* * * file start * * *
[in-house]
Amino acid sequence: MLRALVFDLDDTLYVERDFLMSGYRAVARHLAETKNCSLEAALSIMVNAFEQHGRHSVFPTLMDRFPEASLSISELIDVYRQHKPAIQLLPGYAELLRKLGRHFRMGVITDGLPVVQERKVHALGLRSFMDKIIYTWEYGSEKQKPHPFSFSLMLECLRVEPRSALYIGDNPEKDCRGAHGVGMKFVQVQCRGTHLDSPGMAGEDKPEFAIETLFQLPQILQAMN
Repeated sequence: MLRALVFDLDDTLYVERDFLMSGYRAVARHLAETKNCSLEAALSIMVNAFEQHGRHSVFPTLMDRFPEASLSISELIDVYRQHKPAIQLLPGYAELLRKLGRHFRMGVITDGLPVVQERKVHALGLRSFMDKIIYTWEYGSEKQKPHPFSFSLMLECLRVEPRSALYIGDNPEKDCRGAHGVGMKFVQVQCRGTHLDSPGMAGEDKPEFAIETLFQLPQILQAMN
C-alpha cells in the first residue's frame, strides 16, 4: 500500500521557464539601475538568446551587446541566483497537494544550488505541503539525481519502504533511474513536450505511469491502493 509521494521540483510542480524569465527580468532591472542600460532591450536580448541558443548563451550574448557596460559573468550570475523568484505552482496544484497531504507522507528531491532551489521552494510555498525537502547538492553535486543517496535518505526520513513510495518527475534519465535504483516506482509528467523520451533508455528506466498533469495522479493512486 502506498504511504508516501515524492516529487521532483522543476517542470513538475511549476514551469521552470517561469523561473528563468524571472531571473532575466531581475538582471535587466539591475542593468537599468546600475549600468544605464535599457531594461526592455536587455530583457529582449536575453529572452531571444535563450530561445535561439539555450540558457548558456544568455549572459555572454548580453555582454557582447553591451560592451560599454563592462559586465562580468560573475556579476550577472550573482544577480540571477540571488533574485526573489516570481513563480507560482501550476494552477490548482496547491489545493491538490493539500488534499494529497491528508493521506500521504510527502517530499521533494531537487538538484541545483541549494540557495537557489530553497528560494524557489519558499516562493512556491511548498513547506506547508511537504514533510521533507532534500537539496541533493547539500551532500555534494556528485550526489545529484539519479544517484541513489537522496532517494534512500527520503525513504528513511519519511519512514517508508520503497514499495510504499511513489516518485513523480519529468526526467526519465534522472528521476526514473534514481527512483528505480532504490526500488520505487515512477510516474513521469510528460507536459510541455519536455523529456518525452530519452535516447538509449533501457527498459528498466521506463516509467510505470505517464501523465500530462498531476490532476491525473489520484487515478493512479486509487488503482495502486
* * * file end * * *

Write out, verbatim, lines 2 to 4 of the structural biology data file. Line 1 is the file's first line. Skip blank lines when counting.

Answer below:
Amino acid sequence: MLRALVFDLDDTLYVERDFLMSGYRAVARHLAETKNCSLEAALSIMVNAFEQHGRHSVFPTLMDRFPEASLSISELIDVYRQHKPAIQLLPGYAELLRKLGRHFRMGVITDGLPVVQERKVHALGLRSFMDKIIYTWEYGSEKQKPHPFSFSLMLECLRVEPRSALYIGDNPEKDCRGAHGVGMKFVQVQCRGTHLDSPGMAGEDKPEFAIETLFQLPQILQAMN
Repeated sequence: MLRALVFDLDDTLYVERDFLMSGYRAVARHLAETKNCSLEAALSIMVNAFEQHGRHSVFPTLMDRFPEASLSISELIDVYRQHKPAIQLLPGYAELLRKLGRHFRMGVITDGLPVVQERKVHALGLRSFMDKIIYTWEYGSEKQKPHPFSFSLMLECLRVEPRSALYIGDNPEKDCRGAHGVGMKFVQVQCRGTHLDSPGMAGEDKPEFAIETLFQLPQILQAMN
C-alpha cells in the first residue's frame, strides 16, 4: 500500500521557464539601475538568446551587446541566483497537494544550488505541503539525481519502504533511474513536450505511469491502493 509521494521540483510542480524569465527580468532591472542600460532591450536580448541558443548563451550574448557596460559573468550570475523568484505552482496544484497531504507522507528531491532551489521552494510555498525537502547538492553535486543517496535518505526520513513510495518527475534519465535504483516506482509528467523520451533508455528506466498533469495522479493512486 502506498504511504508516501515524492516529487521532483522543476517542470513538475511549476514551469521552470517561469523561473528563468524571472531571473532575466531581475538582471535587466539591475542593468537599468546600475549600468544605464535599457531594461526592455536587455530583457529582449536575453529572452531571444535563450530561445535561439539555450540558457548558456544568455549572459555572454548580453555582454557582447553591451560592451560599454563592462559586465562580468560573475556579476550577472550573482544577480540571477540571488533574485526573489516570481513563480507560482501550476494552477490548482496547491489545493491538490493539500488534499494529497491528508493521506500521504510527502517530499521533494531537487538538484541545483541549494540557495537557489530553497528560494524557489519558499516562493512556491511548498513547506506547508511537504514533510521533507532534500537539496541533493547539500551532500555534494556528485550526489545529484539519479544517484541513489537522496532517494534512500527520503525513504528513511519519511519512514517508508520503497514499495510504499511513489516518485513523480519529468526526467526519465534522472528521476526514473534514481527512483528505480532504490526500488520505487515512477510516474513521469510528460507536459510541455519536455523529456518525452530519452535516447538509449533501457527498459528498466521506463516509467510505470505517464501523465500530462498531476490532476491525473489520484487515478493512479486509487488503482495502486